The Tempest

Review by Polly Hope

THE TEMPEST. Thomas Ades

The Royal Opera House Covent Garden London. Spring MMV11

Ades' TEMPEST is the hyped up intellectual happening of this spring. A-must-see-don't-miss-event. I thought I better check it out having missed the premiere by being on a plane somewhere. Full house and an audience waiting to be enthralled on a desert island. A chattering classes special this one. Dinner table enthusiasm and wordy puffs in the newspapers make this production the flavour of the year.

So I went to see what the hullabaloo was about. Thomas Ades is everywhere this season; concerts and workshops and lectures and interviews. Heralded as our brightest young composer, the shining genius and so forth. I am afraid to say that so-called young Mr Ades is already older than either Mozart or Schubert were when they died. Then we really have these days taken to growing up very late. But that's a different discussion.

THE TEMPEST is a big production and the opera house has pulled out all stops in its extravagant staging. The work is absolutely modern, booth to listen to and to look at. The epitome of what modernism was about; I would believe you if you told me that this production was a reconstruction, down to the last detail, from the 1920's such as we are shown done of Diagaliev's works. I simply can't believe that this is a 'new' work and full of so called new ideas. Little wonder it is greeted with enthusiasm as everyone knows now what modernism is. They know when to clap and how clever it is to write tuneless and emotionless music.

The opera is one long miserable howl from beginning to end, all the performers are having a quite dreadful and unhappy time, yet The Tempest is not a misery piece, it is full of warm human beings and has a happy ending, though to be sure there are some weirdoes to deal with en route, plus a very tricky magician who, in the play, speaks some of he greatest poetry ever written.

Meredith Oakes is responsible for the libretto; I think she might be wise to take her name off it. Not that it really matters, as not a single word is audible. These singers are superb musically and are known for their intelligent singing of complicated texts and wish to be understood, however here they haven't a chance in this barrage of crashing notes. Not a word is audible. If one didn't know the story one would be lost as to what all the shouting is about.

The Prospero of Simon Keenyside is not a formidable magician; I took him for the island gardener for quite a long time. This is a difficult role in any production, Prospero is a complicated person, and he should be looked up to, feared, admired and loved. Mr Keenyside is very ordinary; I would be worried having him run even a very small island.

Our favourite local tenor, Ian Bostridge, is here playing Caliban, however that loathsome crawling creature has become a tall and handsome transvestite dressed in frilly knickers, a corset and a blond wig. Surely some mistake?

Kate Royal sings Miranda, Miss Royal is a tall and good-looking woman who rushes about the stage as if playing hockey for the school team.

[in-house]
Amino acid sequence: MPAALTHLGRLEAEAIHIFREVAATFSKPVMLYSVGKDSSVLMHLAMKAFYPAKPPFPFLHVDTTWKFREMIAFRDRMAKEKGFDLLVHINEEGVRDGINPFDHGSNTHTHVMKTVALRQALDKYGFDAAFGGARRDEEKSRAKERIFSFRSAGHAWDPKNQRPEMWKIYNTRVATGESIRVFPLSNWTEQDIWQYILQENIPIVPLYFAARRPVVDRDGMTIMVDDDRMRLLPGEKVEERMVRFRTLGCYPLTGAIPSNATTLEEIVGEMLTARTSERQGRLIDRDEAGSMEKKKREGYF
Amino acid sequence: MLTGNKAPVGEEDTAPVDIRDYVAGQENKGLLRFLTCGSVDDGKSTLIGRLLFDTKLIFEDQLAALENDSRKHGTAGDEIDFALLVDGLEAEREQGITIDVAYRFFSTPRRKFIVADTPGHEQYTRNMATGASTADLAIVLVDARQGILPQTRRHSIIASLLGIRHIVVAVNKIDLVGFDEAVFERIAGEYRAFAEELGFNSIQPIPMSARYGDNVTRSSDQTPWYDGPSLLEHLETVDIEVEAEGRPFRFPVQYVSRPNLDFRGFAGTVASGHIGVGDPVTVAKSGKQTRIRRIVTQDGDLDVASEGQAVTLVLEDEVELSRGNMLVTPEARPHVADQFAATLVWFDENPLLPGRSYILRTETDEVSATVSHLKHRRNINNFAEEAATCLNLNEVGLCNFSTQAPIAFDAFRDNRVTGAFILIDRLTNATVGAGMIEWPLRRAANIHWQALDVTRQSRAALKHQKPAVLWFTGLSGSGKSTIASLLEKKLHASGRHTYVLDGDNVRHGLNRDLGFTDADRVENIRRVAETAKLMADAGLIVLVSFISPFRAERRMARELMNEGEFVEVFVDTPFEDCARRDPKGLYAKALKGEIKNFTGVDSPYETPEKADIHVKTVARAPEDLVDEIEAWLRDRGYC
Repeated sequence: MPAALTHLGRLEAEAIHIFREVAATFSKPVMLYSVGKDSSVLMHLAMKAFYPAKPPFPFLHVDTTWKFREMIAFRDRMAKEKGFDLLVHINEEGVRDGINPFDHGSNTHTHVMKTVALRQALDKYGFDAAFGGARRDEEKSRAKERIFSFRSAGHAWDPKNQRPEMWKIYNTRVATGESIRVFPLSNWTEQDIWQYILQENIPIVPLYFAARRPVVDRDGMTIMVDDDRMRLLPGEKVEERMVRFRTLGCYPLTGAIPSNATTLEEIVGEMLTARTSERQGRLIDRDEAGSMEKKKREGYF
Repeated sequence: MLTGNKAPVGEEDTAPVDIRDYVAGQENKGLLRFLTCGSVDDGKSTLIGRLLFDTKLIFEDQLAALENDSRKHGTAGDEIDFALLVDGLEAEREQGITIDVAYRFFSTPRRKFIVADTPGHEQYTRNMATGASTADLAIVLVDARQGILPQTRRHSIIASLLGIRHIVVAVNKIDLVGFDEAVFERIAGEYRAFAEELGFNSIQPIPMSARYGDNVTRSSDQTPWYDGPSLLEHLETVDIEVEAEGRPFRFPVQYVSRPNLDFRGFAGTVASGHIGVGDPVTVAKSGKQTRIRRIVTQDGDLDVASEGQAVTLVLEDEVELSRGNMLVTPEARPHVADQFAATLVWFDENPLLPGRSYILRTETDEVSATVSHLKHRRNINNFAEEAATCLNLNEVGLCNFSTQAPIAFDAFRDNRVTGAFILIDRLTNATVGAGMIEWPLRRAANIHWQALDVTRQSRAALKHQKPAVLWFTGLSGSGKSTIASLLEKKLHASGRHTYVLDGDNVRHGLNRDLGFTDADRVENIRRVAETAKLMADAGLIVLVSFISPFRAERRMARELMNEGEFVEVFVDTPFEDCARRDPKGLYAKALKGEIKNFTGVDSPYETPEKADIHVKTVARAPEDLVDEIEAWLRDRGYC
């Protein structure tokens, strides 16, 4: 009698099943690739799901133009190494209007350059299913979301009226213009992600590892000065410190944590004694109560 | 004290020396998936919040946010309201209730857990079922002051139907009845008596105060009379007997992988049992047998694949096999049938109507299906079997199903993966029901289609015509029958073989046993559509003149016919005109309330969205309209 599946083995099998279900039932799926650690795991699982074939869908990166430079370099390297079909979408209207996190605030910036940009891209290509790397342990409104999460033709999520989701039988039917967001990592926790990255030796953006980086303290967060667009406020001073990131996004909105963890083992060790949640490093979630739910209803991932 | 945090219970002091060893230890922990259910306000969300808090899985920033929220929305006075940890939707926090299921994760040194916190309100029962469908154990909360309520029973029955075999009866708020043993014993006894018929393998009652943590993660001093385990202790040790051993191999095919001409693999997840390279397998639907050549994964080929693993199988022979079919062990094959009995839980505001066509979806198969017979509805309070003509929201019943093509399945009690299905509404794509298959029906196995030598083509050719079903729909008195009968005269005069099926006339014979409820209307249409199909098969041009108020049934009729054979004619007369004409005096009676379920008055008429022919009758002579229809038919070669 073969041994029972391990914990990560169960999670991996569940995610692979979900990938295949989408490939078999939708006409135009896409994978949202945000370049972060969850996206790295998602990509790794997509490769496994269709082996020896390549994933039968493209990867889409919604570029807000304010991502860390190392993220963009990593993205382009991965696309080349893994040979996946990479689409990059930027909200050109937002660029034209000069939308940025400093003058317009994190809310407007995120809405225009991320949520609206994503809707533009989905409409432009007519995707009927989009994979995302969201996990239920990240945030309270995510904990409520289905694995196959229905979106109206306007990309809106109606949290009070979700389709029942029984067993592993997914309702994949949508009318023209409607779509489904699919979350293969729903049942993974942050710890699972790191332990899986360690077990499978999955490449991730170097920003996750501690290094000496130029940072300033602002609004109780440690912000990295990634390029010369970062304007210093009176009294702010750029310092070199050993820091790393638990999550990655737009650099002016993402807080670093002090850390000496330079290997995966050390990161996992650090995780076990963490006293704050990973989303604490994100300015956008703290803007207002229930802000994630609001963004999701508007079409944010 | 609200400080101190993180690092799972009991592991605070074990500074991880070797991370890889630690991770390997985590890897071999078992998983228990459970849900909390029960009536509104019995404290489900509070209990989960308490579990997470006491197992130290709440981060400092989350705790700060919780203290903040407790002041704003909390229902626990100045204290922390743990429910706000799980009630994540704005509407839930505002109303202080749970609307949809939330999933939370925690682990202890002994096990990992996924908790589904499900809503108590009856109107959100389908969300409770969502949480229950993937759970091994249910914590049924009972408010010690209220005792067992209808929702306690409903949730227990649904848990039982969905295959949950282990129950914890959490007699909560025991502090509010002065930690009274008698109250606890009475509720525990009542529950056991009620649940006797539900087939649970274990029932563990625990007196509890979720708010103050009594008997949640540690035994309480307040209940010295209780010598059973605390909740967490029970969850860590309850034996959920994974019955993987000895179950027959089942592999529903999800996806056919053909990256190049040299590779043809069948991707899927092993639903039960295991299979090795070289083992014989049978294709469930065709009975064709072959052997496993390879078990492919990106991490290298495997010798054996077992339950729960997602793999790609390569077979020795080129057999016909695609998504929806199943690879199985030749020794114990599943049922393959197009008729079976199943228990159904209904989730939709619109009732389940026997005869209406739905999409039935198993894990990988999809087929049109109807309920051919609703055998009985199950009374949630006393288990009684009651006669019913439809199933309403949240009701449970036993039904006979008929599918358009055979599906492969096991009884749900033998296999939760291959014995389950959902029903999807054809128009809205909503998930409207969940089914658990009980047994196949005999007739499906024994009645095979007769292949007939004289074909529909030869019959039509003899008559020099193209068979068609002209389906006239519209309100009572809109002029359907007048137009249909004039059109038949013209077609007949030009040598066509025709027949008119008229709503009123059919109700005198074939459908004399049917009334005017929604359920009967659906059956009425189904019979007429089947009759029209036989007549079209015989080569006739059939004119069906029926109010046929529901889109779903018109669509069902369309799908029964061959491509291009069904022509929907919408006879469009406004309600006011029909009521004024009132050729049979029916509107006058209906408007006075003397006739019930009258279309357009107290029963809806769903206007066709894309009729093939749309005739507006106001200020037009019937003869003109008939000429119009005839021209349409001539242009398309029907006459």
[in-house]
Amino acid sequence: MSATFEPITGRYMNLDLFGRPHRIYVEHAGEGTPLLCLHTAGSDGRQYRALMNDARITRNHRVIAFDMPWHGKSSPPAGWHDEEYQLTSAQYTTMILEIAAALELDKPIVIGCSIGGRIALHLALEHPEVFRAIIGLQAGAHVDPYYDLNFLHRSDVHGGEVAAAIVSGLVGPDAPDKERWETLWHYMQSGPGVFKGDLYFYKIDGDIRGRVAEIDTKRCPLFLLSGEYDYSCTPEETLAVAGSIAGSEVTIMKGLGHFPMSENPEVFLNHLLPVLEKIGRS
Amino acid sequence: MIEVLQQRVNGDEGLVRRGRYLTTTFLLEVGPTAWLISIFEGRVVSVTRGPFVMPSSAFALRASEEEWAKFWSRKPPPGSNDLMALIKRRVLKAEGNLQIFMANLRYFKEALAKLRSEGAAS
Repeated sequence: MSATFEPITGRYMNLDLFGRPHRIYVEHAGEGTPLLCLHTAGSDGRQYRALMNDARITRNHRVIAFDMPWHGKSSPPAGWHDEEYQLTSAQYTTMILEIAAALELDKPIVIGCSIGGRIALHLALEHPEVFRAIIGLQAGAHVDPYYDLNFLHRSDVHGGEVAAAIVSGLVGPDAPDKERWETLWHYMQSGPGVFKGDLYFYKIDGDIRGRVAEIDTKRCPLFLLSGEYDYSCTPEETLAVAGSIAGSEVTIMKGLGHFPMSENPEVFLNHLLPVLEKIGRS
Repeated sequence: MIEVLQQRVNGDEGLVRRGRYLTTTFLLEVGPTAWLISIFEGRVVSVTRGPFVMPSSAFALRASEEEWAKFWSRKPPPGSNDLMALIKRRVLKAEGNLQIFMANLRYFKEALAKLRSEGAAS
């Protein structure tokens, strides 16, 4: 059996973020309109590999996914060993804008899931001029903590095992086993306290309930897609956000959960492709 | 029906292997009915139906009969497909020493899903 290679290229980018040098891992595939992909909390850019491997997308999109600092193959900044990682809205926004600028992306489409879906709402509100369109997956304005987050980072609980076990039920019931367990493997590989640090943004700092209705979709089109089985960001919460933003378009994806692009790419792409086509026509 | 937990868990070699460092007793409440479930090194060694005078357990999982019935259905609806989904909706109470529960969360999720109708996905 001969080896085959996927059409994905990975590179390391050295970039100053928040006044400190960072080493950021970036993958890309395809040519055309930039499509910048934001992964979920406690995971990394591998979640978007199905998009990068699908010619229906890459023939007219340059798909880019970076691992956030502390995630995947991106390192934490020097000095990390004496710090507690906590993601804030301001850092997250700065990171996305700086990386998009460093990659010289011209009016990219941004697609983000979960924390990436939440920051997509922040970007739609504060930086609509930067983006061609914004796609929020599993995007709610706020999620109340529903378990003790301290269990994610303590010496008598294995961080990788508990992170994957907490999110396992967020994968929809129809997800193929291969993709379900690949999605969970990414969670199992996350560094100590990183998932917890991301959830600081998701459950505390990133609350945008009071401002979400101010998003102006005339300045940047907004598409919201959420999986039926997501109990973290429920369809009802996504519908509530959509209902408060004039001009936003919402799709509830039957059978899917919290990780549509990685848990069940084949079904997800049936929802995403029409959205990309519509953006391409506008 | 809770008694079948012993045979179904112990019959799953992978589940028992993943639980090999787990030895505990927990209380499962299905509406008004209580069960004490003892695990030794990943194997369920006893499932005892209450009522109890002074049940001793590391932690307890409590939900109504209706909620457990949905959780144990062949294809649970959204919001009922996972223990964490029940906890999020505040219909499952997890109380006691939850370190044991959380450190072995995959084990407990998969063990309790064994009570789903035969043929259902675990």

Other members of the cast are dressed in falling apart naval gear, shows they are shipwrecked I suppose.

The only character who has a bit of edge is Ariel, sung by Cyndia Sieden wearing a green and black stripy outfit and who lives in a round hole in a cement block. Her arias are real show off pieces of complicated coloratura trills and arpeggios seemingly performed without a breath ever being taken. A quite amazing technical feat, [the audience did clap her once.] I am not sure how these show off arias fitted into the plot, but at least they were weird.

The set was amazing; it looked as though they had lifted it straight from the Festival of Britain 1951. A vast white slab hovers over the stage and during the performance tilts down and up and slowly turns. It is white and looks like an early Hepworth because of the round hole that Ariel likes to jump in and out of. It certainly must have cost a bob or two to construct. Then to jolly the island up a bit there is a bright blue neon abstract sculpture down stage right, and a red cube lit up which performers sometimes sit on, and a day-glo yellow rock downstage left. I quite liked the rock. Then to finish off the set of a lost tropical island there are a couple of dinosaurs, probably borrowed from the Natural History Museum. Not a deserted beach, but a smart urban environment, which might have been carried over the Thames from Tate Modern.

Ades conducted his opera wearing a short-sleeved black T-shirt, which exposed his chubby white arrms. I guess the guys on the timpani at the back could at least see them and come in at the right moment. He can't much like his work to dress thus.

The people sitting round me did not like what they saw, though they applauded enough at the end. Yet another case of The Emperor's New Clothes. Such a pity as there is a big following for new opera and yet no one is giving this hungry audience the soul food it needs.

Tom Cairns directed and helped with designing the sets. I wonder what he meant exactly with this production?

I don't think I'll be buying the C.D of this one.